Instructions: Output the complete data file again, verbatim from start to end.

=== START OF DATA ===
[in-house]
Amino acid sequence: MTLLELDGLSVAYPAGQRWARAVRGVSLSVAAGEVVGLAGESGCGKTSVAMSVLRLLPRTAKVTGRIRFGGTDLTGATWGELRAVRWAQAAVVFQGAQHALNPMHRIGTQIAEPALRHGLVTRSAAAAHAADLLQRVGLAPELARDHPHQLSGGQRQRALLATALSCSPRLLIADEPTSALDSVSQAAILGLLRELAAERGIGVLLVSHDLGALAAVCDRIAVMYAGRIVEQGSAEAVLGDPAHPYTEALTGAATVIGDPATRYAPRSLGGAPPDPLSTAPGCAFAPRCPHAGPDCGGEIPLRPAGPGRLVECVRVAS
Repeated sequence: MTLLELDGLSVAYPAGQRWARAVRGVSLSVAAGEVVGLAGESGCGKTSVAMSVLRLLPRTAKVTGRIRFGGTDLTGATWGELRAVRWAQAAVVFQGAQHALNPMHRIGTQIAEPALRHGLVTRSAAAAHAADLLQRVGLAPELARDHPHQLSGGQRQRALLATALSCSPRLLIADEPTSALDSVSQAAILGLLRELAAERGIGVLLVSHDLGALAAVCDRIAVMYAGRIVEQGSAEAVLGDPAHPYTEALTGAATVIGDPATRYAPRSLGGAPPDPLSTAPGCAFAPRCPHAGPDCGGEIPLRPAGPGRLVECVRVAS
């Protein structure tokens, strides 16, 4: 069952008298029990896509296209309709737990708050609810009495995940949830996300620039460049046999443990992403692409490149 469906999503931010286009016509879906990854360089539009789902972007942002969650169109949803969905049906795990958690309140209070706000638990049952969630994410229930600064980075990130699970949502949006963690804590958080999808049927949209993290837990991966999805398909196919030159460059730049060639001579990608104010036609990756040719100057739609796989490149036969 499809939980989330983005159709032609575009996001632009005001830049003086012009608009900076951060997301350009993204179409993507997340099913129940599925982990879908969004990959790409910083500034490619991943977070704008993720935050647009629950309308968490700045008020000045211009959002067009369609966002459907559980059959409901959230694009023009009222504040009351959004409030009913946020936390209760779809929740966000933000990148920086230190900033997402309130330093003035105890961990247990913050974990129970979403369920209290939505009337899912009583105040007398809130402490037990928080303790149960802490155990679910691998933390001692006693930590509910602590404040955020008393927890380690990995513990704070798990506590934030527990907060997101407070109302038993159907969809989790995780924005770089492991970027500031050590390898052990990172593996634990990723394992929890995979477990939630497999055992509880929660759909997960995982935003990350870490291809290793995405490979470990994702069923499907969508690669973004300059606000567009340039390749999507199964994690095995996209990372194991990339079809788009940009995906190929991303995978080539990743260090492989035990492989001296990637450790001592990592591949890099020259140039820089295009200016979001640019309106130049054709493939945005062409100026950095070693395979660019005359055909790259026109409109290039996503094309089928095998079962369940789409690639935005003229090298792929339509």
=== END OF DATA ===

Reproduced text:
[in-house]
Amino acid sequence: MTLLELDGLSVAYPAGQRWARAVRGVSLSVAAGEVVGLAGESGCGKTSVAMSVLRLLPRTAKVTGRIRFGGTDLTGATWGELRAVRWAQAAVVFQGAQHALNPMHRIGTQIAEPALRHGLVTRSAAAAHAADLLQRVGLAPELARDHPHQLSGGQRQRALLATALSCSPRLLIADEPTSALDSVSQAAILGLLRELAAERGIGVLLVSHDLGALAAVCDRIAVMYAGRIVEQGSAEAVLGDPAHPYTEALTGAATVIGDPATRYAPRSLGGAPPDPLSTAPGCAFAPRCPHAGPDCGGEIPLRPAGPGRLVECVRVAS
Repeated sequence: MTLLELDGLSVAYPAGQRWARAVRGVSLSVAAGEVVGLAGESGCGKTSVAMSVLRLLPRTAKVTGRIRFGGTDLTGATWGELRAVRWAQAAVVFQGAQHALNPMHRIGTQIAEPALRHGLVTRSAAAAHAADLLQRVGLAPELARDHPHQLSGGQRQRALLATALSCSPRLLIADEPTSALDSVSQAAILGLLRELAAERGIGVLLVSHDLGALAAVCDRIAVMYAGRIVEQGSAEAVLGDPAHPYTEALTGAATVIGDPATRYAPRSLGGAPPDPLSTAPGCAFAPRCPHAGPDCGGEIPLRPAGPGRLVECVRVAS
């Protein structure tokens, strides 16, 4: 069952008298029990896509296209309709737990708050609810009495995940949830996300620039460049046999443990992403692409490149 469906999503931010286009016509879906990854360089539009789902972007942002969650169109949803969905049906795990958690309140209070706000638990049952969630994410229930600064980075990130699970949502949006963690804590958080999808049927949209993290837990991966999805398909196919030159460059730049060639001579990608104010036609990756040719100057739609796989490149036969 499809939980989330983005159709032609575009996001632009005001830049003086012009608009900076951060997301350009993204179409993507997340099913129940599925982990879908969004990959790409910083500034490619991943977070704008993720935050647009629950309308968490700045008020000045211009959002067009369609966002459907559980059959409901959230694009023009009222504040009351959004409030009913946020936390209760779809929740966000933000990148920086230190900033997402309130330093003035105890961990247990913050974990129970979403369920209290939505009337899912009583105040007398809130402490037990928080303790149960802490155990679910691998933390001692006693930590509910602590404040955020008393927890380690990995513990704070798990506590934030527990907060997101407070109302038993159907969809989790995780924005770089492991970027500031050590390898052990990172593996634990990723394992929890995979477990939630497999055992509880929660759909997960995982935003990350870490291809290793995405490979470990994702069923499907969508690669973004300059606000567009340039390749999507199964994690095995996209990372194991990339079809788009940009995906190929991303995978080539990743260090492989035990492989001296990637450790001592990592591949890099020259140039820089295009200016979001640019309106130049054709493939945005062409100026950095070693395979660019005359055909790259026109409109290039996503094309089928095998079962369940789409690639935005003229090298792929339509």